Because most RSU 21 teachers have been working with the STEM model for some time, adopting a longitudinal program and adhering to NGSS will not require a substantial shift in curriculum.

“I think these will be less new to our teachers than teachers in other schools who haven’t been working with the STEM model so far,” Hawes said.

Wells said he has wanted to bridge the gap in consistency between schools and students at all age levels since RSU 21 formed in 2009. “Since our consolidation to form the RSU, we’ve really been trying to get equity and consistency between grade levels.” The NGSS, Wells said, “will help us pull that a little tighter.”

Hawes said, for an educator, what’s appealing about the NGSS, like the controversial Common Core standards, is that they leave room for flexibility and creativity in the classroom.

“The important thing to remember about the NGSS standards (is that) the way teachers get to them is different. We’re just saying these are the areas that need to be taught in this grade level in order to have a clear standard of learning,” she said. “How you (teachers) choose to get to them is the art of teaching.”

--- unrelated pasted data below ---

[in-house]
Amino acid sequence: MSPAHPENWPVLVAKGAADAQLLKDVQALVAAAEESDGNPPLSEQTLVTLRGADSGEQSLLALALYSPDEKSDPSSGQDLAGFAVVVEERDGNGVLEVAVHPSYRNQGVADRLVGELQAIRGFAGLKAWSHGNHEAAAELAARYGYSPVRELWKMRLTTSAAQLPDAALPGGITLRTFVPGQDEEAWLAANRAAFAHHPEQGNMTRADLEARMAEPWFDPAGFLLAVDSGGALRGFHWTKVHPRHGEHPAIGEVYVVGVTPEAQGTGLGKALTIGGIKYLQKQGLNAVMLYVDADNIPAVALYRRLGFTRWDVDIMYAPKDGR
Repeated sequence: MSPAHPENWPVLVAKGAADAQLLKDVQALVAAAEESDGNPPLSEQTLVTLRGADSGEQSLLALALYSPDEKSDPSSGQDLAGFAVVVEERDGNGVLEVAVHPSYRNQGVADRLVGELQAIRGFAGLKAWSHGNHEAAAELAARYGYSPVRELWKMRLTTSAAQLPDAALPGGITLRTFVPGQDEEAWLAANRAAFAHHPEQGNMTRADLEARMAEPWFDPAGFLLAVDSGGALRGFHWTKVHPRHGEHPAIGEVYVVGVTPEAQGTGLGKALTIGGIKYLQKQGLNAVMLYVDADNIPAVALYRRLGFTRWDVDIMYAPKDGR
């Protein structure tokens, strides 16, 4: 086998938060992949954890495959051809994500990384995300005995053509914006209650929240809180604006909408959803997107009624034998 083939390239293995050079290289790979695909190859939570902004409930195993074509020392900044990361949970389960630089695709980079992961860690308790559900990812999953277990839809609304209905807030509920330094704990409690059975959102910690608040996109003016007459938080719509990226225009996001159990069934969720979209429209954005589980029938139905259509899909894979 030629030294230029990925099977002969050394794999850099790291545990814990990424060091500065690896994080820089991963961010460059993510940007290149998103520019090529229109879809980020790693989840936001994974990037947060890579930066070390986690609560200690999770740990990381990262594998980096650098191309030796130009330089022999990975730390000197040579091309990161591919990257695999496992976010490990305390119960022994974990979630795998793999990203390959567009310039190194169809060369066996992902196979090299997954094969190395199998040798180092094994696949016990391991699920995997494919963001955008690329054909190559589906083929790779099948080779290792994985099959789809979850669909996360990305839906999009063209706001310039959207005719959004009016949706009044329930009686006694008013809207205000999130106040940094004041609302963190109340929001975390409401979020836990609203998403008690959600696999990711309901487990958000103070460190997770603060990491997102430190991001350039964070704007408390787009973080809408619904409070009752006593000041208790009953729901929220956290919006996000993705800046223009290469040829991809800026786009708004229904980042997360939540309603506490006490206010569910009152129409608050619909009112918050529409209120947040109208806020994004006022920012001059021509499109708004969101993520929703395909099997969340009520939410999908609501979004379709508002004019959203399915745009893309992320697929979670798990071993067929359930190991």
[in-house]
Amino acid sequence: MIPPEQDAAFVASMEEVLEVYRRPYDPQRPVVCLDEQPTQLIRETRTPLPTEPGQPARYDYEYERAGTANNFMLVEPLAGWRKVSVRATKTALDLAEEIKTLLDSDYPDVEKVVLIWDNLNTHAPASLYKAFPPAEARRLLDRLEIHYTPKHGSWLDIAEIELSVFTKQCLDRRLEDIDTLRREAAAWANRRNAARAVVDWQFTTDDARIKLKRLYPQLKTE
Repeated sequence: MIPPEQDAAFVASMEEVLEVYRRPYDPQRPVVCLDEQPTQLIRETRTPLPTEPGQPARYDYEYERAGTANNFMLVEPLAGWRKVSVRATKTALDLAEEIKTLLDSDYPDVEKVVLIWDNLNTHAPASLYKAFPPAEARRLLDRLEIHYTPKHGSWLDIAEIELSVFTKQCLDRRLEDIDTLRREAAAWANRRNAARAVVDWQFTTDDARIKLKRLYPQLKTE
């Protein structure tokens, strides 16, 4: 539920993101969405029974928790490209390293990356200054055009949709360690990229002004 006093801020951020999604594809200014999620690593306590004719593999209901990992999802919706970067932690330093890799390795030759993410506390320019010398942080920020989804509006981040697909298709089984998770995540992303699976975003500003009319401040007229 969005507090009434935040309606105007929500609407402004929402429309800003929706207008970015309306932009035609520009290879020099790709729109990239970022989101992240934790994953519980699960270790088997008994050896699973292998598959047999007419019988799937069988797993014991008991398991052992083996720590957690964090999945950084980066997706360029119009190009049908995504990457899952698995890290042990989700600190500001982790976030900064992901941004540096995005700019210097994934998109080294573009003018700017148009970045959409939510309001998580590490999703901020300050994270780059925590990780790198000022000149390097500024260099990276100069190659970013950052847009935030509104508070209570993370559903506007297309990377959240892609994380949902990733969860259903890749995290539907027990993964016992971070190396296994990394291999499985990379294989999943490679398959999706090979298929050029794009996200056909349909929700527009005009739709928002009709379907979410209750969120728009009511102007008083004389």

The noticeable shift toward STEM in the last few years in the district is indicative of a concerted national effort to push realworld science, technology and engineering in the classroom. Teachers and administrators throughout the district are cognizant of this shift.

“What’s that statistic? Something like 70 percent of jobs that kids will be going in to once they graduate are in engineering,” Wells said.

Concerns have been voiced that the shift towards STEM could eclipse humanities, but Carp said educators have been proactive in that regard. When he and other administrators were finalizing the requirements for the highest STEM certificate achievable for graduating seniors, there was a deliberate effort to “leave room for humanities.

“We were very careful in how we designed it,” Carp said, and nine slots will be available for humanities in the highest STEM certificate.